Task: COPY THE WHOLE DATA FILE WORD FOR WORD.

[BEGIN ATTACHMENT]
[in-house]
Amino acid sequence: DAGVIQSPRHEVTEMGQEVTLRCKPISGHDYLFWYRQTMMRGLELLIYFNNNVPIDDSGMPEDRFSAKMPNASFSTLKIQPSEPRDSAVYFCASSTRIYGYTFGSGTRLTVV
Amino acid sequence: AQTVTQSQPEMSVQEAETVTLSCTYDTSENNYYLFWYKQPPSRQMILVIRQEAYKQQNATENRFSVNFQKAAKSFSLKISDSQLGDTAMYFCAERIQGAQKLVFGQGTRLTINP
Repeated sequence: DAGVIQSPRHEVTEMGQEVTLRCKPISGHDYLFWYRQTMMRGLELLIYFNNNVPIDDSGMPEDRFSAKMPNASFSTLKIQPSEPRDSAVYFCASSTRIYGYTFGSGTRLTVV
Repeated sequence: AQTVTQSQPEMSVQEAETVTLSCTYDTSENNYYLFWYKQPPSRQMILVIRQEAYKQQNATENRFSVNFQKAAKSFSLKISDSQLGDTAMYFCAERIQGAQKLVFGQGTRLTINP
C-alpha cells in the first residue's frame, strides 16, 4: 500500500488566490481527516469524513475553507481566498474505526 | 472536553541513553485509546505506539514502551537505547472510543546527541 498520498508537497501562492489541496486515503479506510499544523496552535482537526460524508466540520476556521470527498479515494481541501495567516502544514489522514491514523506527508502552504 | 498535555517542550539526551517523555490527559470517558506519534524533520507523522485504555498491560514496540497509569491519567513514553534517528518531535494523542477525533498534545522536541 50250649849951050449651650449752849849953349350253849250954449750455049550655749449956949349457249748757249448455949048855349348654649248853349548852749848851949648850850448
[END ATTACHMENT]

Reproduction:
[in-house]
Amino acid sequence: DAGVIQSPRHEVTEMGQEVTLRCKPISGHDYLFWYRQTMMRGLELLIYFNNNVPIDDSGMPEDRFSAKMPNASFSTLKIQPSEPRDSAVYFCASSTRIYGYTFGSGTRLTVV
Amino acid sequence: AQTVTQSQPEMSVQEAETVTLSCTYDTSENNYYLFWYKQPPSRQMILVIRQEAYKQQNATENRFSVNFQKAAKSFSLKISDSQLGDTAMYFCAERIQGAQKLVFGQGTRLTINP
Repeated sequence: DAGVIQSPRHEVTEMGQEVTLRCKPISGHDYLFWYRQTMMRGLELLIYFNNNVPIDDSGMPEDRFSAKMPNASFSTLKIQPSEPRDSAVYFCASSTRIYGYTFGSGTRLTVV
Repeated sequence: AQTVTQSQPEMSVQEAETVTLSCTYDTSENNYYLFWYKQPPSRQMILVIRQEAYKQQNATENRFSVNFQKAAKSFSLKISDSQLGDTAMYFCAERIQGAQKLVFGQGTRLTINP
C-alpha cells in the first residue's frame, strides 16, 4: 500500500488566490481527516469524513475553507481566498474505526 | 472536553541513553485509546505506539514502551537505547472510543546527541 498520498508537497501562492489541496486515503479506510499544523496552535482537526460524508466540520476556521470527498479515494481541501495567516502544514489522514491514523506527508502552504 | 498535555517542550539526551517523555490527559470517558506519534524533520507523522485504555498491560514496540497509569491519567513514553534517528518531535494523542477525533498534545522536541 50250649849951050449651650449752849849953349350253849250954449750455049550655749449956949349457249748757249448455949048855349348654649248853349548852749848851949648850850448